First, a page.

True stories about real people…
Time passes by. Tick-tack! tick-tack! at a constant pace – universally accepted from ancient days. Nothing really changed in the way we measure time; and yet, nothing is the same in the way we feel it.
As years go by it seems like the speed of time increases exponentially; days become weeks, and then months in a blink of an eye, and before you can take few deep breaths, you realize that you left behind years for which you almost can’t give account.
Everything is moving faster than 30 or 40 years ago, everybody – you included – is in a hurry. People don’t have time anymore to meet face to face; they use cell phones and social networks; nobody writes letters anymore – at most, few cryptic words in an e-mail.
We are busy, we always have things to do, places to go and we meet so many people that is hard to cope with the avalanche of faces that floods our existence. Occasionally we stop for a few minutes, exchange a couple of pleasantries without being really interested in what others have to say and then we hurry back to our business.
Ever since I was a teenager I volunteered for different NGO’s, even if in my country that was at first more than a blurry concept. As things began to settle down, I’ve started to have more and more contact with this area, but it wasn’t until 3 years ago when I’ve decided that this was what I wanted to do for a living – to be truthful, when I’ve decided that I’m finally up for it.
I work in an NGO that provides social services; it’s a job not for the faint of heart, you need to be able to commit yourself completely; you need to overcome the urge to quit and run, and keep trying your best.
I meet many people from both sides of the “barricade”: those in need and those who could make a difference. There are so many new faces everyday that sometimes at night, if asked, I can’t remember their names.
Those of you who work in social services know that each and every day on the job is a constant rush, is a swirl of things to do and fix, of problems to solve, so that your head keeps spinning long after your working hours are over.
There are (unfortunately) many people in need that come by the office, and most of the time all I can offer them is a few words of encouragement and support. The resources are scarce and there is nothing more I can do. We live in an imperfect world, filled with injustice and wrongs and no matter how much willingness and desire we might have, sometimes our hands are tied behind our backs and the-change-for-the-better is still too far away.
For newcomers in this line of work, the first thing that hits them (and hits them hard) is when they realize that they can do nothing more than give a few words of comfort and in return they get this look filled with gratitude and hope… It’s frustrating, infuriating, it’s making you feel guilty, unworthy, the scum of the earth – because you didn’t really do anything more than speak a few well-chosen words and smile, at most give a heart-felt hug!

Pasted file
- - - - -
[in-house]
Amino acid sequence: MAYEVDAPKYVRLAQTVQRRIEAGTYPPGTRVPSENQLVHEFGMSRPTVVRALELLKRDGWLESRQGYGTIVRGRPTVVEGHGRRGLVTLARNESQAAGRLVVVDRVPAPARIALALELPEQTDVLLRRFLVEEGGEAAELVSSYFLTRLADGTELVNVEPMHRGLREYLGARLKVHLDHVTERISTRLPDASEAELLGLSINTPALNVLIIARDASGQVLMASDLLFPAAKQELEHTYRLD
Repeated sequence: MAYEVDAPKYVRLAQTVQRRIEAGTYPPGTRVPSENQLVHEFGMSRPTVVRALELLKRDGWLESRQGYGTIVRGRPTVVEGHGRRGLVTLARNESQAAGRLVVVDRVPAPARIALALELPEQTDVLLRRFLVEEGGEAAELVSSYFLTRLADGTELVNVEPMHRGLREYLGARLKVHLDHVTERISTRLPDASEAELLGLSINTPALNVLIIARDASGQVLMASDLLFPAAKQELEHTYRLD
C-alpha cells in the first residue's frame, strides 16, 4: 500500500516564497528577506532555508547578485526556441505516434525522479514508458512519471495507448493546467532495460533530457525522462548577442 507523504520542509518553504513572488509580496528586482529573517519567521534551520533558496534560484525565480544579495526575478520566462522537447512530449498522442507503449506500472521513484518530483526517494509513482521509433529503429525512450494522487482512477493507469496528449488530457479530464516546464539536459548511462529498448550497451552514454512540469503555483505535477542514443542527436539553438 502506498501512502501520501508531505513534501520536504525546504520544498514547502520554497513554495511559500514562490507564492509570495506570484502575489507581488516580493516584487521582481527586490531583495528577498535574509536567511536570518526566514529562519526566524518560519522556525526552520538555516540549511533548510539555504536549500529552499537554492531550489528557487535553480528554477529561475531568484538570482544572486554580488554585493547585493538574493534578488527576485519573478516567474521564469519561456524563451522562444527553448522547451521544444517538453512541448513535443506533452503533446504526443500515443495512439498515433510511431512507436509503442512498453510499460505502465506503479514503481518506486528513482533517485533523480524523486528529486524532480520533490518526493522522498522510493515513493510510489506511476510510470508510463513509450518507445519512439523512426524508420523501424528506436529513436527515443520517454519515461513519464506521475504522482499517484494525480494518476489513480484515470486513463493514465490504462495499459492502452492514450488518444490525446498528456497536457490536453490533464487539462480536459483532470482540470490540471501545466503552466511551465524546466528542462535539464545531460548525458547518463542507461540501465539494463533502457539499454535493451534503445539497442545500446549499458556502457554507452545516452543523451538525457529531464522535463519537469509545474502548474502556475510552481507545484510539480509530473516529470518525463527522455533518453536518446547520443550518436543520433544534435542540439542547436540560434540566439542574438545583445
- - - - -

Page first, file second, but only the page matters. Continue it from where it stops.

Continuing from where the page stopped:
I did no better. Still don’t. Except now I understand why this happens. The people who need you are painfully aware that most of the time there isn’t much anyone can really do, and are content with very little: those few words and your smile.
Like I said, I did no better. The only thing is that – unlike many other newcomers – I was familiar with this type of reaction in a strange kind of way. I’ve had that eerie uncomfortable feeling before, and it wasn’t the first time I’ve seen that look – but where? When?
Many years ago, a lifetime ago, I was myself a child (sic!). And I went to school. The kids came from different social layers and from different neighborhoods. There was this girl in our generation – a year older than the rest of us – and she was quiet and kept to herself. If someone would talk to her, she would answer very politely, with a warm smile; if not – she would just observe us. Not many of our classmates would talk to her; mostly they ignored her.
I’ve always been a friendly child, always disregarding social labeling (now more than ever). From time to time I would go and talk to this girl, but not very much. I didn’t do it because I felt pity nor did I felt bored – I was completely ignoring the fact that all other kids avoided her – just felt like talking to her. Nothing more, nothing less.
Although we lived in the same neighborhood, we didn’t interact much outside school either. We occasionally encountered on the street, exchanged a few words, and sometimes I talked to her mom.